Conditions were good for hill walking with clear visibility, light winds, sunny spells and a comfortable temperature. The first group was dropped off on the A93 and found a fine route up An Socach. They followed the track alongside the Baddoch burn to the end, and then ascended a good path to the wee bealach in the middle of the long whale back ridge to reach the 944 metre summit. From there, they headed north by north east over a high level route, never dropping below 700 metres as they made their way for mile after mile over a fine succession of intermediate tops to eventually reach Morrone, all the while enjoying the tremendous clear views of the Cairngorm Massif from Cairn Toul to Ben Avon ahead.
Another group started at Linn of Dee and followed a track to White Bridge before branching off to follow the river Dee past Chest of Dee then a steep climb in deep heather to the summit of Sgor Mor with the reward of great views into the Cairngorms and the Lairig Ghru. They continued along the broad ridge to Sgor Dubh before making their way down to re-join the inward route in the remnant Caledonian pine forest above Linn of Dee. This group had an entertaining session looking at wild mushrooms only some of which were deemed edible.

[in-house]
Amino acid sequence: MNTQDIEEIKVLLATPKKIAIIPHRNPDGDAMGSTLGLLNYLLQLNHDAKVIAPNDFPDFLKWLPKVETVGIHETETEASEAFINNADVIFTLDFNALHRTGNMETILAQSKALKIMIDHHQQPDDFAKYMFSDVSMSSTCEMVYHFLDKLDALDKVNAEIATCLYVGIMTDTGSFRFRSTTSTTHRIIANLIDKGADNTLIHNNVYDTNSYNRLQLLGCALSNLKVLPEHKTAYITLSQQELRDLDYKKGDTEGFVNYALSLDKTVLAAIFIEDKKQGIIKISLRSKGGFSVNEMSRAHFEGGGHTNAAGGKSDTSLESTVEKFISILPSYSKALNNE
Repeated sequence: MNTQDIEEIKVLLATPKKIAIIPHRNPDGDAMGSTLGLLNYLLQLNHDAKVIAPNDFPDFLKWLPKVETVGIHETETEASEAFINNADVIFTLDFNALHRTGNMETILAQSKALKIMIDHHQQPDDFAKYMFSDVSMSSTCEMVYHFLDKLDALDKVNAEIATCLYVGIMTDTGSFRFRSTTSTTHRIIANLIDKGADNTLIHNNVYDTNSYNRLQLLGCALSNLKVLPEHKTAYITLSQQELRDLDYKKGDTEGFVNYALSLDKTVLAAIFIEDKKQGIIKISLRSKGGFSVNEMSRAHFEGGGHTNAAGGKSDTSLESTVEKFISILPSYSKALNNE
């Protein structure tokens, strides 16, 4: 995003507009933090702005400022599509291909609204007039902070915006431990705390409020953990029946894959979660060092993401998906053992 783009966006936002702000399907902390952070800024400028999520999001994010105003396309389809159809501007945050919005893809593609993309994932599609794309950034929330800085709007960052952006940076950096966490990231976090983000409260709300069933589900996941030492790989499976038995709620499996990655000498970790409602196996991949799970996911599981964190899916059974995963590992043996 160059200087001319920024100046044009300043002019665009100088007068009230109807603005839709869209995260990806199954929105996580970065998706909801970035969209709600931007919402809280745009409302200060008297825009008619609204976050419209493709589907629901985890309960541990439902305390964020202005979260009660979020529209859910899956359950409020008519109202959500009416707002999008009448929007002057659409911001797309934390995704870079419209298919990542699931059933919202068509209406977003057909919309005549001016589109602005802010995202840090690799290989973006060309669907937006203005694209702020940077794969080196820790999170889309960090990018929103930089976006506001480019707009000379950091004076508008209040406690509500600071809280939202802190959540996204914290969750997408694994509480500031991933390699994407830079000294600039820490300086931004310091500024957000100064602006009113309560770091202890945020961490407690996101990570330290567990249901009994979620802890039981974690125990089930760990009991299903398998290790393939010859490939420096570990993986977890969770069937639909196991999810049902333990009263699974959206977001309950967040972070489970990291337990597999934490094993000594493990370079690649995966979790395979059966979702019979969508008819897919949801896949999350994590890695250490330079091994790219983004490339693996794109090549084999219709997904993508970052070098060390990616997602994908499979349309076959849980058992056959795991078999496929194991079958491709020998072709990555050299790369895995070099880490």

The third group started in Braemar and climbed Morrone from Chapel Brae but rather than return by tracks they extended the walk by taking a bearing from the summit and picked a route to take in many features of interest including a community hydro scheme at Linn of Corriemulzie, and a footpath following the river Dee to Braemar castle. Surprisingly none of the groups met many other walkers but the groups enjoyed sightings of large herds of red deer, red grouse, mountain hares, moorland birds and reptiles with ling heather smelling of honey in full flower. As walkers enjoyed welcome refreshments outside the Invercald Arms, the Braemar pipe band marched past giving a charming end to a glorious day.